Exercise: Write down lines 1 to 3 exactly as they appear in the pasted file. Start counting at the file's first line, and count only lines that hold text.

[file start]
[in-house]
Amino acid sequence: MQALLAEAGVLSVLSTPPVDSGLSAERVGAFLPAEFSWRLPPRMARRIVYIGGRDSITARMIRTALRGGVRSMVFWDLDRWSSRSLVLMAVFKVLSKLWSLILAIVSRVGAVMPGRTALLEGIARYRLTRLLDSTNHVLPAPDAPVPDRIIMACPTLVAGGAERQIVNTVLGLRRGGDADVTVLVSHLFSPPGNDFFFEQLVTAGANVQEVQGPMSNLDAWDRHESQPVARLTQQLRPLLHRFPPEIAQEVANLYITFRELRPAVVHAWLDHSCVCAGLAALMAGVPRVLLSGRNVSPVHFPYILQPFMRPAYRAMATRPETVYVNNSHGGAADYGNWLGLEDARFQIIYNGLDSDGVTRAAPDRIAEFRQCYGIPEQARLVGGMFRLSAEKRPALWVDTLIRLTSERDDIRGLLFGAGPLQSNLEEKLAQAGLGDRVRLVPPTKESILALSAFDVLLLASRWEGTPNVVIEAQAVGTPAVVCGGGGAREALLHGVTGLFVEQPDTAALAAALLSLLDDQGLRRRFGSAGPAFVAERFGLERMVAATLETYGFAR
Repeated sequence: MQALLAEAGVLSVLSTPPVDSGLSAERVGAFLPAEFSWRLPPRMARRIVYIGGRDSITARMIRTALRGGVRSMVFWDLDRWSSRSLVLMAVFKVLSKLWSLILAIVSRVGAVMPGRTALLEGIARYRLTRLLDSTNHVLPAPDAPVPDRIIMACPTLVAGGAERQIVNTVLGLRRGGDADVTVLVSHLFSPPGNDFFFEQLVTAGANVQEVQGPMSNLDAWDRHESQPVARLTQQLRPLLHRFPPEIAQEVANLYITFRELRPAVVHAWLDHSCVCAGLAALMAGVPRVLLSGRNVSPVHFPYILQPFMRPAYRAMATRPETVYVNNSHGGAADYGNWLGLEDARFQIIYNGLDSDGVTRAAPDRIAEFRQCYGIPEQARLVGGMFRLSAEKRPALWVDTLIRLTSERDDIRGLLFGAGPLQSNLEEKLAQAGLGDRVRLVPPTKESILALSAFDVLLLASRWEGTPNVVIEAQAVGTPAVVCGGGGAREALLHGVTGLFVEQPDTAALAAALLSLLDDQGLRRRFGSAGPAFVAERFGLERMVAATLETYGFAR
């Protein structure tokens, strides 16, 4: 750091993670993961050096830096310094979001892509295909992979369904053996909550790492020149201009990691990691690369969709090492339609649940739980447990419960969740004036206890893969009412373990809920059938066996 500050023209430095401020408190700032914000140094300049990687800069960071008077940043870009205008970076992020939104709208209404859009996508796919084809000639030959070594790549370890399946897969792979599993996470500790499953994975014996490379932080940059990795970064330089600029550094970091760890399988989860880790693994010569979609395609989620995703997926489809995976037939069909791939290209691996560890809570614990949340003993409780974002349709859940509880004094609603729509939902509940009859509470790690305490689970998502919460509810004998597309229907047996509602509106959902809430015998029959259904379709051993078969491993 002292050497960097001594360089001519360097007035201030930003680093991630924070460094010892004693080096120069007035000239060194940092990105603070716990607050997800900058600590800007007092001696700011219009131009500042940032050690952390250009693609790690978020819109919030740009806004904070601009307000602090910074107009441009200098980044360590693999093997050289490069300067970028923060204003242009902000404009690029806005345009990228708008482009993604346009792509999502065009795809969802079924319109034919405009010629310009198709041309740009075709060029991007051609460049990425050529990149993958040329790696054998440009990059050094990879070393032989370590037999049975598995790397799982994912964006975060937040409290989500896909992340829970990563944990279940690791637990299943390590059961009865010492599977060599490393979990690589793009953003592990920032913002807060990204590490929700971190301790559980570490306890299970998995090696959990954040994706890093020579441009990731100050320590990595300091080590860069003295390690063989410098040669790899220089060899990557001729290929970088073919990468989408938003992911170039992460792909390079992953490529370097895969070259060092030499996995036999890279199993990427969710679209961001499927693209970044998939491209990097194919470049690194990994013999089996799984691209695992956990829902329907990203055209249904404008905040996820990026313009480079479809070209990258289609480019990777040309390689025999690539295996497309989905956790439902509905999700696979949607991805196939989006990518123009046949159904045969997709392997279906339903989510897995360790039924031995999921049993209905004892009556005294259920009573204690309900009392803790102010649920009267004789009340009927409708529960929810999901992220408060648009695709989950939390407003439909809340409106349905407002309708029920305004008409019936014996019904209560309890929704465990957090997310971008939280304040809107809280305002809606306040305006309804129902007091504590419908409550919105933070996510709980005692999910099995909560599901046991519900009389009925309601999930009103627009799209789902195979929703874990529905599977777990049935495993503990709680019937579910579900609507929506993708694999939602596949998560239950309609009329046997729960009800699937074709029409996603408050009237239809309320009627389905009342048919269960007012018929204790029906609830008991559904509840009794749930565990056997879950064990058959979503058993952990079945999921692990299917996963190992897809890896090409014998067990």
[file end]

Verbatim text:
[in-house]
Amino acid sequence: MQALLAEAGVLSVLSTPPVDSGLSAERVGAFLPAEFSWRLPPRMARRIVYIGGRDSITARMIRTALRGGVRSMVFWDLDRWSSRSLVLMAVFKVLSKLWSLILAIVSRVGAVMPGRTALLEGIARYRLTRLLDSTNHVLPAPDAPVPDRIIMACPTLVAGGAERQIVNTVLGLRRGGDADVTVLVSHLFSPPGNDFFFEQLVTAGANVQEVQGPMSNLDAWDRHESQPVARLTQQLRPLLHRFPPEIAQEVANLYITFRELRPAVVHAWLDHSCVCAGLAALMAGVPRVLLSGRNVSPVHFPYILQPFMRPAYRAMATRPETVYVNNSHGGAADYGNWLGLEDARFQIIYNGLDSDGVTRAAPDRIAEFRQCYGIPEQARLVGGMFRLSAEKRPALWVDTLIRLTSERDDIRGLLFGAGPLQSNLEEKLAQAGLGDRVRLVPPTKESILALSAFDVLLLASRWEGTPNVVIEAQAVGTPAVVCGGGGAREALLHGVTGLFVEQPDTAALAAALLSLLDDQGLRRRFGSAGPAFVAERFGLERMVAATLETYGFAR
Repeated sequence: MQALLAEAGVLSVLSTPPVDSGLSAERVGAFLPAEFSWRLPPRMARRIVYIGGRDSITARMIRTALRGGVRSMVFWDLDRWSSRSLVLMAVFKVLSKLWSLILAIVSRVGAVMPGRTALLEGIARYRLTRLLDSTNHVLPAPDAPVPDRIIMACPTLVAGGAERQIVNTVLGLRRGGDADVTVLVSHLFSPPGNDFFFEQLVTAGANVQEVQGPMSNLDAWDRHESQPVARLTQQLRPLLHRFPPEIAQEVANLYITFRELRPAVVHAWLDHSCVCAGLAALMAGVPRVLLSGRNVSPVHFPYILQPFMRPAYRAMATRPETVYVNNSHGGAADYGNWLGLEDARFQIIYNGLDSDGVTRAAPDRIAEFRQCYGIPEQARLVGGMFRLSAEKRPALWVDTLIRLTSERDDIRGLLFGAGPLQSNLEEKLAQAGLGDRVRLVPPTKESILALSAFDVLLLASRWEGTPNVVIEAQAVGTPAVVCGGGGAREALLHGVTGLFVEQPDTAALAAALLSLLDDQGLRRRFGSAGPAFVAERFGLERMVAATLETYGFAR